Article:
Wednesday, November 28, 2007

The Success of Ron Paul

Glen Reynolds thinks that Ron Paul is doing well because, despite Paul's lack of political talent, his libertarian principles are resonating with a large audience. Sorry Glen, I don't think that's right. Sure, most of the devout libertarians side with Paul. Beyond that, however, I suspect Paul is getting the support of a broad swath of "paleo-con" isolationists who are unhappy with the war but can't bring themselves to vote for a democrat.

Tuesday, November 20, 2007

Reason to Dislike John Edwards

One: "Today, under George W. Bush, there are two Americas, not one: One America that does the work, another that reaps the reward. One America that pays the taxes, another America that gets the tax breaks. One America - middle-class America - whose needs Washington has long forgotten, another America - narrow-interest America - whose every wish is Washington's command. One America that is struggling to get by, another America that can buy anything it wants, even a Congress and a president."

Two: "If we do the work that we can do in this country, the work that we will do when John Kerry is president, people like Christopher Reeve are going to walk, get up out of that wheelchair and walk again."

Three: "When I'm president, I'm going to say to members of Congress, and members of my administration, including my Cabinet, I'm glad that you have health care coverage and your family has health care coverage. But if you don't pass universal health care by July of 2009, in six months, I'm going to use my power as president to take your health care away from you."

Example one is obviously veiled Marxism. Edwards is waging intentionally devisive class warfare.

Example two and three are the worst kind of pandering.

I especially like example three. If taken literally, Edwards is saying he will revoke a passed law. So apparently he thinks the president has the legislative power and the veto power? Or apparently thinks the veto applies to all passed laws retroactively forever? And you thought Bush claimed a lot of executive power!

Saturday, November 10, 2007

Tuesday, November 6, 2007

A Choice for No Choice

Unfortunately, Utah has decisively rejected vouchers. I suppose this shows that Utahans simply do not understand the basic economic principle that competition creates efficiency. They don't understand that principle because their public education has failed them. Unfortunately, because they have rejected vouchers, they will never get a good education, and they will never realize that their current education system sucks. It's a vicious cycle.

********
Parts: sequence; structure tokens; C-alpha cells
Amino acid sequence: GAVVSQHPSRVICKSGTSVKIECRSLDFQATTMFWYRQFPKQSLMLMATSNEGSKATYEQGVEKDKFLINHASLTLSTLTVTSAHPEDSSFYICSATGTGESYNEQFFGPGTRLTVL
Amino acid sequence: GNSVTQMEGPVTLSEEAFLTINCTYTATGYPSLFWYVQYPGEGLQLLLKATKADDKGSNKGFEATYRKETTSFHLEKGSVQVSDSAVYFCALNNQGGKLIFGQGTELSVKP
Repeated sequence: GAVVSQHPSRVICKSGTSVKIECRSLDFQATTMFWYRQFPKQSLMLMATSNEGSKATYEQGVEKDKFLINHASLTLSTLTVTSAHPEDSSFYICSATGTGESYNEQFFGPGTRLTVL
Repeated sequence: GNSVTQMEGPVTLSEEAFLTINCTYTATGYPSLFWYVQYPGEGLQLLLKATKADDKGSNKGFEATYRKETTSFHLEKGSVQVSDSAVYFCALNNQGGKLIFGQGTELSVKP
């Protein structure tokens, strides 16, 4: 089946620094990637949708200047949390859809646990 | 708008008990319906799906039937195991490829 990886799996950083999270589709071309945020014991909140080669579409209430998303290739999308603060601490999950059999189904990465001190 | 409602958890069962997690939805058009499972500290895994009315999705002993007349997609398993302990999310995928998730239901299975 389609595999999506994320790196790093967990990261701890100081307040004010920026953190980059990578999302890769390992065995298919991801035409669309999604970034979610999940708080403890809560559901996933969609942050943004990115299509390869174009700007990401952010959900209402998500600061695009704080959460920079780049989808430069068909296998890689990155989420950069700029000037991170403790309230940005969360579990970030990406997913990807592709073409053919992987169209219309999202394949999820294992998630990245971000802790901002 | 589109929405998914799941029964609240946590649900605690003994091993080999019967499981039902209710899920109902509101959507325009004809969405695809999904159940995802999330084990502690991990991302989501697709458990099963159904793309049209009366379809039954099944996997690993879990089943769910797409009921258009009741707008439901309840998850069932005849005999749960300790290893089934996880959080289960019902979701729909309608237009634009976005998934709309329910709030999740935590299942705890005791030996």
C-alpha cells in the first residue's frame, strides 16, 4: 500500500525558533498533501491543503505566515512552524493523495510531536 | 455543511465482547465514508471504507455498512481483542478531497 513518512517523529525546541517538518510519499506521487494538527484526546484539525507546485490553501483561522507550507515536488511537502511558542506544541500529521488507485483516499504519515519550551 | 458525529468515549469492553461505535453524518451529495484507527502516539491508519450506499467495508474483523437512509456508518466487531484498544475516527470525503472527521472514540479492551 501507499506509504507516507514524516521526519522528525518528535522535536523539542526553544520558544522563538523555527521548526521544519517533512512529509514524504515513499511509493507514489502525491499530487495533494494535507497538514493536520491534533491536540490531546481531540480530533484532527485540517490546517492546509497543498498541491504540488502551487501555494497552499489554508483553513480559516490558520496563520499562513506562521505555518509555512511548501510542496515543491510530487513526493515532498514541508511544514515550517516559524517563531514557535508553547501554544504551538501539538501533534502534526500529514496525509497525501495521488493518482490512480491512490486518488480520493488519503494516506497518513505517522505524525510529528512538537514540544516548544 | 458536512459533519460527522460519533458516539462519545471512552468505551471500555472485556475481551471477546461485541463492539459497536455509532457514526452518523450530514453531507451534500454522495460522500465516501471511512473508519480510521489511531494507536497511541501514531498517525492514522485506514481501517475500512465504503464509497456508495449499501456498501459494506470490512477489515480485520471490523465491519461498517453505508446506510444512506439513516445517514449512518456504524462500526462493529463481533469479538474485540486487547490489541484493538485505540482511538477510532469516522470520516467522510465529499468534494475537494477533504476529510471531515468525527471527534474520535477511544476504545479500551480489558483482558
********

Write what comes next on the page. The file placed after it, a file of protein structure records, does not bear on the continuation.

Monday, November 5, 2007

Pakistan Policy

What will Americans think about U.S. policy in Pakistan in 20 years?

This article lays out Pakistan's current political turmoil, and discusses the different possible outcomes. President Musharraf is friendly to the west, but is a dictator, pitted against both pro-democratization forces and islamic extremists.

If we prop up Musharraf, we are working against democratizing forces. A democracy, of course, will probably bring greater freedom and civil rights to the people of Pakistan. A democracy will also likely be an ally for the U.S. Unfortunately, democracies are difficult to "pull off." That is, they are unstable and, therefore, promoting democracy in Pakistan may be considered unwise. It also is not clear whether the people of Pakistan are ready submit to democratic rule. The extremists in Waziristan will likely cause trouble in Pakistan regardless of who runs the country, as long as it is not them.

The Bush doctrine is to support democracy at the expense of stability, but no one is happy with Afghanistan or Iraq. We have our hands full with our current projects in the middle east and probably cannot manage another broken country or fledgling democracy. Furthermore, while the U.S. is usually allied with other democracies, Musharraf is already our ally, so we have nothing to gain if he is replaced by pro-U.S. democracy. Most importantly, Pakistan has nuclear weapons. Luckily, Musharraf can be mostly trusted to not use them. The same cannot be said of the Waziristan Muslim extremists. Therefore, from a self-interested perspective (often called a realist perspective), The U.S. should support Musharraf.

But if we do that, will we look back at Pakistan in 20 years, like we now look back at our dealings with 1980s Iraq, and say, "what were we thinking?" Unintended consequences in foreign policy abound. Whatever happens, the anti-American groups will be able to blame U.S. foreign policy for any bad outcome.